Roland Garros 1978

Extract from Inside tennis – a season on the pro tour by Peter Bodo and June Harrison:

The French is the epicurean’s tournament, where the kiosks feature crepes filled with apricot jam and dusted with powdered sugar, and ice cream bars favored with Grand Marnier; where hot dogs doze in light, crisp rolls that resemble sleeping bags; where these and other specialities evolved through centuries of respectful doting on the sensitive receptacle that for some peoples is a mere stomach.

The French tournament site, like those of Wimbledon and the US Open, is located just far enough outside the city to achieve a slumberous, almost pastoral quality. The Stade Roland Garros borders the Bois de Boulogne, the rambling park that contains the famed Longchamp Race Course and the Racing Club de France. The stadium and its grounds, named after a World War I aviator killed in action, were constructed in 1927 primarly for the defense of the Davis Cup.

Despite the French preoccupation with style, there is a monotonous, almost martial quality to Roland Garros. Yet this grim undertone strikes a symbolic note, for the French is the most grueling tournament in the world. The Italian assaults the nerves, Wimbledon tests the spirit, and the US Open challenges the will. The French attacks the body and often defeats a player through sheer exhaustion. Matches routinely last four hours on the slow clay, and despite the draw of 128, five-set matches are the rule from the start. Tennis at the French is trench warfare; lobs are lifted like deadly mortars, except they almost always come back. Battles that commence while the idle are still taking croissants and café au lait on the the Boulevard Saint-Germain last long into the dusk. As late as nine in the evening, there is still enough light to keep the contestants engaged.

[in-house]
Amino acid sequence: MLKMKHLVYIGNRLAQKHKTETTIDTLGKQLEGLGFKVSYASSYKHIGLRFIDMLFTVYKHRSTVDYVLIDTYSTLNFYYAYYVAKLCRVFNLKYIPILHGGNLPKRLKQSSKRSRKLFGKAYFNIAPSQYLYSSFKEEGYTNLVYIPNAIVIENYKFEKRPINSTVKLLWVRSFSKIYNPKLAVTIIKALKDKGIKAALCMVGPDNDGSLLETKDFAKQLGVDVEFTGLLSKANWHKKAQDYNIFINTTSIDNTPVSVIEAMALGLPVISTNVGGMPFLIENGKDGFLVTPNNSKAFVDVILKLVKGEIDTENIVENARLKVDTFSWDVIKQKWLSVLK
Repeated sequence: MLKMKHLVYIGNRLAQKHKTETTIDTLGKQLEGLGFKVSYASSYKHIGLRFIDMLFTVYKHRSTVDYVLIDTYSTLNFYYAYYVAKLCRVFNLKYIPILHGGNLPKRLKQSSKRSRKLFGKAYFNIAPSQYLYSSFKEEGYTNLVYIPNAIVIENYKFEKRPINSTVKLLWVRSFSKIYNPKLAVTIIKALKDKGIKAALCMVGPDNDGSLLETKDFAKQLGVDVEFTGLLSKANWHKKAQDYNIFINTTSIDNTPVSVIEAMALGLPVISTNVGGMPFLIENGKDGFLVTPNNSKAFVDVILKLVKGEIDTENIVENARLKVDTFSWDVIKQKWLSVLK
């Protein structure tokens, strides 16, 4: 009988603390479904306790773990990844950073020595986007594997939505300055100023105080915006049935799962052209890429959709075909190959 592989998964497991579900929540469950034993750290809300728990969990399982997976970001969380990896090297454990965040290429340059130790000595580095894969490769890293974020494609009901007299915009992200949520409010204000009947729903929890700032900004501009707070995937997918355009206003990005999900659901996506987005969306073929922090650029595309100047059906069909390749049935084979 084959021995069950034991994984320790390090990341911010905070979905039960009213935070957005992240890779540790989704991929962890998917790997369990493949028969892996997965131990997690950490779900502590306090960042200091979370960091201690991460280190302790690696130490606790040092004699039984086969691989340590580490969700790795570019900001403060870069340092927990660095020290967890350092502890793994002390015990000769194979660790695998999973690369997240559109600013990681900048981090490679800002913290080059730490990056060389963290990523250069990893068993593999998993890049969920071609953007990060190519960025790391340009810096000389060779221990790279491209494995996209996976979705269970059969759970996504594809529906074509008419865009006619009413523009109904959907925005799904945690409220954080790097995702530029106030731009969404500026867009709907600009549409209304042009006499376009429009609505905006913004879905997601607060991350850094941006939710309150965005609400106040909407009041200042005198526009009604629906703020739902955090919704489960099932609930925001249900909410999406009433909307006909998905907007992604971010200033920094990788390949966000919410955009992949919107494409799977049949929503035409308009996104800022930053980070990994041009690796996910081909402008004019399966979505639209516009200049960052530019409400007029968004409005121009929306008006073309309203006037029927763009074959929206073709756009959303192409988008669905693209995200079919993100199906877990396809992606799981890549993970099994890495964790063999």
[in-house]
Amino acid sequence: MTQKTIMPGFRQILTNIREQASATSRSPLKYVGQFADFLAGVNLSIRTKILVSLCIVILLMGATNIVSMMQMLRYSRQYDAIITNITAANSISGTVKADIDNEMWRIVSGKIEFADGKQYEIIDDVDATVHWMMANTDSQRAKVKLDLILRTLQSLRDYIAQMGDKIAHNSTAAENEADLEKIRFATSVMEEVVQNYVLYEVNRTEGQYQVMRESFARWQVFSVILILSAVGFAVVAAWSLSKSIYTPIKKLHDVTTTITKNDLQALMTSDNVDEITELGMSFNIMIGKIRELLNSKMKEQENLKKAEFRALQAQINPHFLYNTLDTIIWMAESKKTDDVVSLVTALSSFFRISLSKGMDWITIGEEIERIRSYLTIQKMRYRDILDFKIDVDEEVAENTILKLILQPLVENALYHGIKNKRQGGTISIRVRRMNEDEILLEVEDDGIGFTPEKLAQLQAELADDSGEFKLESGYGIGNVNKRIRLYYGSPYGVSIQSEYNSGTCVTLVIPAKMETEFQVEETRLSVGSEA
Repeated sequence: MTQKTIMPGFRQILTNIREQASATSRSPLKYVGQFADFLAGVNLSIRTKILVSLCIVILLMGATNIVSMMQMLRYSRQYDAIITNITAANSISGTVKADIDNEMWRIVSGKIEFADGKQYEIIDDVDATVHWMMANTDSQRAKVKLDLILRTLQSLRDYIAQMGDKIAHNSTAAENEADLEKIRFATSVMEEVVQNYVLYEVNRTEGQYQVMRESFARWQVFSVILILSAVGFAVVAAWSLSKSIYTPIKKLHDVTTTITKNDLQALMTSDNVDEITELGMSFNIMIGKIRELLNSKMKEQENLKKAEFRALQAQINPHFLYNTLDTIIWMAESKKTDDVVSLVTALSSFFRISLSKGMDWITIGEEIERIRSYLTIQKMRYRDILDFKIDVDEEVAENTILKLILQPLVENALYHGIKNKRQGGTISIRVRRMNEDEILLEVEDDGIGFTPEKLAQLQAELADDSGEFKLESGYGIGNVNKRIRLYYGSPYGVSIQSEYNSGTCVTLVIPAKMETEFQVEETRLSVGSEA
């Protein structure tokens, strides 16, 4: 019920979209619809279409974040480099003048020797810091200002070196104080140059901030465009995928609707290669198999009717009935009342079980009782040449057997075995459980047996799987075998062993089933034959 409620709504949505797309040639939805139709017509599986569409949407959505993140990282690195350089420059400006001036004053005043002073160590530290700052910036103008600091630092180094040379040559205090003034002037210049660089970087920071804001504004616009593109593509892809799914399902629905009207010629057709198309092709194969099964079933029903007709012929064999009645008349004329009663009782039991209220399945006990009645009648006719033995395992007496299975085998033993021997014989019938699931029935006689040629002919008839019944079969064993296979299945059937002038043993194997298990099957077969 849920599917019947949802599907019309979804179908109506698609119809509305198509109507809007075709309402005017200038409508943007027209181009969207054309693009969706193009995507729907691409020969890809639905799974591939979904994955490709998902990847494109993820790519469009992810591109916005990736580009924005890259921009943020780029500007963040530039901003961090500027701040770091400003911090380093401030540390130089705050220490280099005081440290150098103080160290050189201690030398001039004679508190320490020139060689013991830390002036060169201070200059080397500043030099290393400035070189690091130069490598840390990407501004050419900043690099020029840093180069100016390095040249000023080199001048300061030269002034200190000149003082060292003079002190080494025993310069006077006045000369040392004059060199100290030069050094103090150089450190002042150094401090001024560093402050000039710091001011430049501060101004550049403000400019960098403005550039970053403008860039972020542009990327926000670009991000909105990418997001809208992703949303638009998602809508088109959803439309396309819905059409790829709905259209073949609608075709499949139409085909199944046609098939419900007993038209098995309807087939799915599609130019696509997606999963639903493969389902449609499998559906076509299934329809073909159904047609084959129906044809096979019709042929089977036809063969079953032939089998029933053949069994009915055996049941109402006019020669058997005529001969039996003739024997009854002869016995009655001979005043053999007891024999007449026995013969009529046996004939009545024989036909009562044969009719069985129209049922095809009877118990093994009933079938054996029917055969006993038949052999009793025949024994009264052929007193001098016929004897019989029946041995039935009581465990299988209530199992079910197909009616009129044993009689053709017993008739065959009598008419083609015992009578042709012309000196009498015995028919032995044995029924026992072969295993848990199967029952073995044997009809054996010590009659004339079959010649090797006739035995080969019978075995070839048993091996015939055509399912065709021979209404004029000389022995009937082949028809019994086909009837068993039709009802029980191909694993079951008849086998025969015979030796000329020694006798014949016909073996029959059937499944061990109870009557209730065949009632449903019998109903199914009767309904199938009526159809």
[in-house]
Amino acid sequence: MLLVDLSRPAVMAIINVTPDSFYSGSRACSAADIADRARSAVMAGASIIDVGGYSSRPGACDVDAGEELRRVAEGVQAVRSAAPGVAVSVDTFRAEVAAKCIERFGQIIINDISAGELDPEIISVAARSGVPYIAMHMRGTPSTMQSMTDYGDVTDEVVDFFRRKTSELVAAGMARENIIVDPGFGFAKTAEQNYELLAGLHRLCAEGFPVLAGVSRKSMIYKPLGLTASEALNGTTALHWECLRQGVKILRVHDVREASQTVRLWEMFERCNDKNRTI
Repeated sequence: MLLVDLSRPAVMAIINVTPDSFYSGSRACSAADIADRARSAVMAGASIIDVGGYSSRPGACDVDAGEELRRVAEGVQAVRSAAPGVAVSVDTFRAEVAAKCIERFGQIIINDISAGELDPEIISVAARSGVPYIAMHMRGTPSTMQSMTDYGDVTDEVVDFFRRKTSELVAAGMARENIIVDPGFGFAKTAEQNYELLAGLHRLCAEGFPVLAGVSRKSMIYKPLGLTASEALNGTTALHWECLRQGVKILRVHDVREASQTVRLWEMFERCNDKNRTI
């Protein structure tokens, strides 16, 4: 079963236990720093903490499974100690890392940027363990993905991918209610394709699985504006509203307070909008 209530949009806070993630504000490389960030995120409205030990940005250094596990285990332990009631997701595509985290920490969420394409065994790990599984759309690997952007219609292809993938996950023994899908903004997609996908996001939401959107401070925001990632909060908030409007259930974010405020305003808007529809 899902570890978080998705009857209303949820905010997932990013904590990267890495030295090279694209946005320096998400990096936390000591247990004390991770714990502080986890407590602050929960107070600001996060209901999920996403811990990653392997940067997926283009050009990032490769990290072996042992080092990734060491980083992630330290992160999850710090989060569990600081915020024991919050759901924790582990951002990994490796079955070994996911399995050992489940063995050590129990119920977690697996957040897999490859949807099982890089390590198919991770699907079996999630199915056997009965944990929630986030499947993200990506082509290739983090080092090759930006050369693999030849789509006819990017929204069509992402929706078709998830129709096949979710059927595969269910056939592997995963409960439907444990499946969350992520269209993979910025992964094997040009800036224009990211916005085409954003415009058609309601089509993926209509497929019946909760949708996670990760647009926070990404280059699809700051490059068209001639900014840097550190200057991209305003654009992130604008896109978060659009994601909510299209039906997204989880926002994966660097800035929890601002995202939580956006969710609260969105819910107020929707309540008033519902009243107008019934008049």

The main walkway at Roland Garros:

Roland Garros 1978

Arthur Ashe, serving and selling his way deep into the Paris underground:

Metro Porte d'Auteuil, Roland Garros 1978
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Australian Open 1995: centre court floods

Extract from Tennis’s strangest matches by Peter Seddon:

‘It was hard to tell whether Andre Agassi looked more like the Pirate King, Sinbad the Sailor or Popeye,’ wrote Alan Tengrove in Australian Tennis Magazine in 1995 after he had seen the Las Vegas-born 24-year-old bludgeon his way through the field to win the Australian Open at his first attempt.

Maybe Agassi knew something nobody else did because in his semifinal against fellow American Aaron Krickstein, his newly adopted seafaring style certainly ended up looking more appropriate than anyone could possibly have predicted.

Turning up at Melbourne’s magnificent Flinders Park (now Melbourne Park) wearing gold earrings in both ears, a bandana and sporting a goatee-stye beard certainly made Double ‘A’ look like something that had wandered in from the set of a Peter Pan movie, but the high-seas look hardly seemed appropriate for an antipodean summer at a stadium where play had been known to have been suspended on the grounds of it being too hot.

That’s not to say that the Australian Open hadn’t known rain before. Indeed when the pressure built up, heavy tropical storms were apt to erupt, but that sort of natural phenomenon couldn’t scupper the organizers at Flinders Park because they had a major secret weapon of their own up their sleeve.

Their famous retractable roof over the stunning centre court meant not even the heaviest rain could damper their spirits.